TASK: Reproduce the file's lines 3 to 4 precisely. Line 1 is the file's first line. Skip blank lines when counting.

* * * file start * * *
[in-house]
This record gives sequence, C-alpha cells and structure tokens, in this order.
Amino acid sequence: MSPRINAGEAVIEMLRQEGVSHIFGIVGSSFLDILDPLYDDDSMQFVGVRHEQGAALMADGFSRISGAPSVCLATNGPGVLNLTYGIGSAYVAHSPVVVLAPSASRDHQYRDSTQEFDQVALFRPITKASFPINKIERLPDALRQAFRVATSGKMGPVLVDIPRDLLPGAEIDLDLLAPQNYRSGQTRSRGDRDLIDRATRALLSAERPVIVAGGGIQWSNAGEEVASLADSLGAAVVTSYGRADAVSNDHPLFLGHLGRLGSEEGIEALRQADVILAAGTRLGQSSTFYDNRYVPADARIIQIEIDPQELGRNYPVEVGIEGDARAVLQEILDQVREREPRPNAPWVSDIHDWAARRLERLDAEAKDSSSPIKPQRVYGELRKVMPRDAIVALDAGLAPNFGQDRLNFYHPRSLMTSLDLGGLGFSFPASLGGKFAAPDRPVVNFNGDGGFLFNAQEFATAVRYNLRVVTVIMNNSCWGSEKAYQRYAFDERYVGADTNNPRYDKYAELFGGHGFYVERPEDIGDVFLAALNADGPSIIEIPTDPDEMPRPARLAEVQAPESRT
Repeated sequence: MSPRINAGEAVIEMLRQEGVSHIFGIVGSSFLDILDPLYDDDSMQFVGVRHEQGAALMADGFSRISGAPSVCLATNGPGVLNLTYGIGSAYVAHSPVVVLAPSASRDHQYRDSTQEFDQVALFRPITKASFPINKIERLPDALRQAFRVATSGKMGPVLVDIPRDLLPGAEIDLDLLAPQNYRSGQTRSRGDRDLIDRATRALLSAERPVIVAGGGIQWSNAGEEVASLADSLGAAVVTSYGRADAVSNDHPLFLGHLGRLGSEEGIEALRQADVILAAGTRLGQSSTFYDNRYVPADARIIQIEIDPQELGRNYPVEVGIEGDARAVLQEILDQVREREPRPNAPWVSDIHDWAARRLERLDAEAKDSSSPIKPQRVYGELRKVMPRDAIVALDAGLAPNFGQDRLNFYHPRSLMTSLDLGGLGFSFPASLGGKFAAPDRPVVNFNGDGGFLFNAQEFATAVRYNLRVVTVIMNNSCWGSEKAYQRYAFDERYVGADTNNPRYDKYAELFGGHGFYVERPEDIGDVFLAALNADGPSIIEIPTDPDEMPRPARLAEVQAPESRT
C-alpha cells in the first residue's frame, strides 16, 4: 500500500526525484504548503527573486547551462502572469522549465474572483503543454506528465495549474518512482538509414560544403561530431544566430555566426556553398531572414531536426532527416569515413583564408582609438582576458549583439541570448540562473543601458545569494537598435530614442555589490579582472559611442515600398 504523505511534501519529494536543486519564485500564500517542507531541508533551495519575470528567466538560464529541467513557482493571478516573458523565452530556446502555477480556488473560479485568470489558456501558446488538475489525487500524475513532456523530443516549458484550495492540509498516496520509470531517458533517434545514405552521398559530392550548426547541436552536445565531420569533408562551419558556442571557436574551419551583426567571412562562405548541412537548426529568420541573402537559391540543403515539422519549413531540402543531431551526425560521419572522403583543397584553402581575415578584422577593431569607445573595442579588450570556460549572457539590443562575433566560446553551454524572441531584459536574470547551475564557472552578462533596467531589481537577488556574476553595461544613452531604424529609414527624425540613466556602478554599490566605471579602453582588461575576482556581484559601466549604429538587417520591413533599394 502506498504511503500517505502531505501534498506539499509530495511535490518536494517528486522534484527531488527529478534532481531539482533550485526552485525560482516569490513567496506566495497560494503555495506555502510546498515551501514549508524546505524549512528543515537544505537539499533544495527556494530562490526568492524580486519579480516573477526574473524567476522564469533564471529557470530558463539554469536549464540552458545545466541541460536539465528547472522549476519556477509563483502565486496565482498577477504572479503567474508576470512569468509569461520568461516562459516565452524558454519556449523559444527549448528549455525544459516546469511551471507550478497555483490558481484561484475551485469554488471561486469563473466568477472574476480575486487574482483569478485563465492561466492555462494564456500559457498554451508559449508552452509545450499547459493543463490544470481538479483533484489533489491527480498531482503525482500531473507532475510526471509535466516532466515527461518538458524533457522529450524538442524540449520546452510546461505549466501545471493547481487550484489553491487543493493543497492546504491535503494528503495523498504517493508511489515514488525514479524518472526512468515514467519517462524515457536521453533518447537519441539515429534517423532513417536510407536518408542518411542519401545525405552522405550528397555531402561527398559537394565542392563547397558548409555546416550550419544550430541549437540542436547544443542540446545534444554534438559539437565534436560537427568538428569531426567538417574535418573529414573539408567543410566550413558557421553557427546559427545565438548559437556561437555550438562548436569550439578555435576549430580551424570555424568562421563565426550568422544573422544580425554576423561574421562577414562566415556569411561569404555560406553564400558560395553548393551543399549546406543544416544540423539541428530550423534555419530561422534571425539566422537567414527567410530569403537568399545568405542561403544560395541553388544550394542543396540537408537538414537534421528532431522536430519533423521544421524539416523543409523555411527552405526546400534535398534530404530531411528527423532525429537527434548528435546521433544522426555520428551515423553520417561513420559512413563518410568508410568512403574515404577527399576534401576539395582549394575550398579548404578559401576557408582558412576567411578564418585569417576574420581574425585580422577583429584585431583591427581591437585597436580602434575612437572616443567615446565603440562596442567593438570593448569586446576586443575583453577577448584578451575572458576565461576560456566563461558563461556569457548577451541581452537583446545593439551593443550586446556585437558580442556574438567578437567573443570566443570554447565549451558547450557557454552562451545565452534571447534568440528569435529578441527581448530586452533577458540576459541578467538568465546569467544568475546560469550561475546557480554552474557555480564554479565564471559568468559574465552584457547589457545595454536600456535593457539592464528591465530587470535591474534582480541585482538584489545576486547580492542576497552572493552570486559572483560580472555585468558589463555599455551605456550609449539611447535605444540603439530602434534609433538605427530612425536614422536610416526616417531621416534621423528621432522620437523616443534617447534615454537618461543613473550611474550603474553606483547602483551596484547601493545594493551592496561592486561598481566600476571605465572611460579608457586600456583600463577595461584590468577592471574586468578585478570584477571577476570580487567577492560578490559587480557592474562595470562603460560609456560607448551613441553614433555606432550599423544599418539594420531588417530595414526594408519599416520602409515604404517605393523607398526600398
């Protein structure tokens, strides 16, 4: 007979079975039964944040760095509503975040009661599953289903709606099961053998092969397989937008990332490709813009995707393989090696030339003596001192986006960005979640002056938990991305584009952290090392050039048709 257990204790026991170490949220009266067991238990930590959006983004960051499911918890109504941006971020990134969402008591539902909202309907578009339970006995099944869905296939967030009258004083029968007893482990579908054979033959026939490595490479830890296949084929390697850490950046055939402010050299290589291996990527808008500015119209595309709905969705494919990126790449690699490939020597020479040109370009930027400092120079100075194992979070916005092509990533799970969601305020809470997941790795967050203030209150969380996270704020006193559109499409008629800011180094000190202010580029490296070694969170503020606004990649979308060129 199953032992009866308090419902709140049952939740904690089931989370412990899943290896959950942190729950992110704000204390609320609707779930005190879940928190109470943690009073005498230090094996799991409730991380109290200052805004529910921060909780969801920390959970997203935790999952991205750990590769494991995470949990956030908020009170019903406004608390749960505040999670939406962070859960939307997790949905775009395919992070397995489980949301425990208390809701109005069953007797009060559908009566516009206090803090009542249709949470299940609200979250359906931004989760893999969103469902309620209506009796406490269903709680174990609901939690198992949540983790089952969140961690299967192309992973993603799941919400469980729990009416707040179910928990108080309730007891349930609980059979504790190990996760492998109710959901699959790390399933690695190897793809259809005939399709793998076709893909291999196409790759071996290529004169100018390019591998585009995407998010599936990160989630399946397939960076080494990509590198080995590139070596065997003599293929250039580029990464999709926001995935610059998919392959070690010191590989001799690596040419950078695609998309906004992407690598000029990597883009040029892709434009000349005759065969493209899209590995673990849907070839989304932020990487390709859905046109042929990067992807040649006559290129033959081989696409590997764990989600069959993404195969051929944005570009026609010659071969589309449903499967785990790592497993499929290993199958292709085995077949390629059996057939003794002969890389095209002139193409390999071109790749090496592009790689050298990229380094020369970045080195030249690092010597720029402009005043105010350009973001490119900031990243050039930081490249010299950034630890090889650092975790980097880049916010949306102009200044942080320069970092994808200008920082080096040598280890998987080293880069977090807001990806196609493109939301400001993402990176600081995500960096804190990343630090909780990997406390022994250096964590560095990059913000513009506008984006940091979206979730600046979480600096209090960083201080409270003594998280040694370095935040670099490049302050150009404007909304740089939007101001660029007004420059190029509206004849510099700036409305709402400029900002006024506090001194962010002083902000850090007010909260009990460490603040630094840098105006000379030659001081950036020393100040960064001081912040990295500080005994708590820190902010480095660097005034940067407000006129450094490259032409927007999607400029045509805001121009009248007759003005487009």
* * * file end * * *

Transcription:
Amino acid sequence: MSPRINAGEAVIEMLRQEGVSHIFGIVGSSFLDILDPLYDDDSMQFVGVRHEQGAALMADGFSRISGAPSVCLATNGPGVLNLTYGIGSAYVAHSPVVVLAPSASRDHQYRDSTQEFDQVALFRPITKASFPINKIERLPDALRQAFRVATSGKMGPVLVDIPRDLLPGAEIDLDLLAPQNYRSGQTRSRGDRDLIDRATRALLSAERPVIVAGGGIQWSNAGEEVASLADSLGAAVVTSYGRADAVSNDHPLFLGHLGRLGSEEGIEALRQADVILAAGTRLGQSSTFYDNRYVPADARIIQIEIDPQELGRNYPVEVGIEGDARAVLQEILDQVREREPRPNAPWVSDIHDWAARRLERLDAEAKDSSSPIKPQRVYGELRKVMPRDAIVALDAGLAPNFGQDRLNFYHPRSLMTSLDLGGLGFSFPASLGGKFAAPDRPVVNFNGDGGFLFNAQEFATAVRYNLRVVTVIMNNSCWGSEKAYQRYAFDERYVGADTNNPRYDKYAELFGGHGFYVERPEDIGDVFLAALNADGPSIIEIPTDPDEMPRPARLAEVQAPESRT
Repeated sequence: MSPRINAGEAVIEMLRQEGVSHIFGIVGSSFLDILDPLYDDDSMQFVGVRHEQGAALMADGFSRISGAPSVCLATNGPGVLNLTYGIGSAYVAHSPVVVLAPSASRDHQYRDSTQEFDQVALFRPITKASFPINKIERLPDALRQAFRVATSGKMGPVLVDIPRDLLPGAEIDLDLLAPQNYRSGQTRSRGDRDLIDRATRALLSAERPVIVAGGGIQWSNAGEEVASLADSLGAAVVTSYGRADAVSNDHPLFLGHLGRLGSEEGIEALRQADVILAAGTRLGQSSTFYDNRYVPADARIIQIEIDPQELGRNYPVEVGIEGDARAVLQEILDQVREREPRPNAPWVSDIHDWAARRLERLDAEAKDSSSPIKPQRVYGELRKVMPRDAIVALDAGLAPNFGQDRLNFYHPRSLMTSLDLGGLGFSFPASLGGKFAAPDRPVVNFNGDGGFLFNAQEFATAVRYNLRVVTVIMNNSCWGSEKAYQRYAFDERYVGADTNNPRYDKYAELFGGHGFYVERPEDIGDVFLAALNADGPSIIEIPTDPDEMPRPARLAEVQAPESRT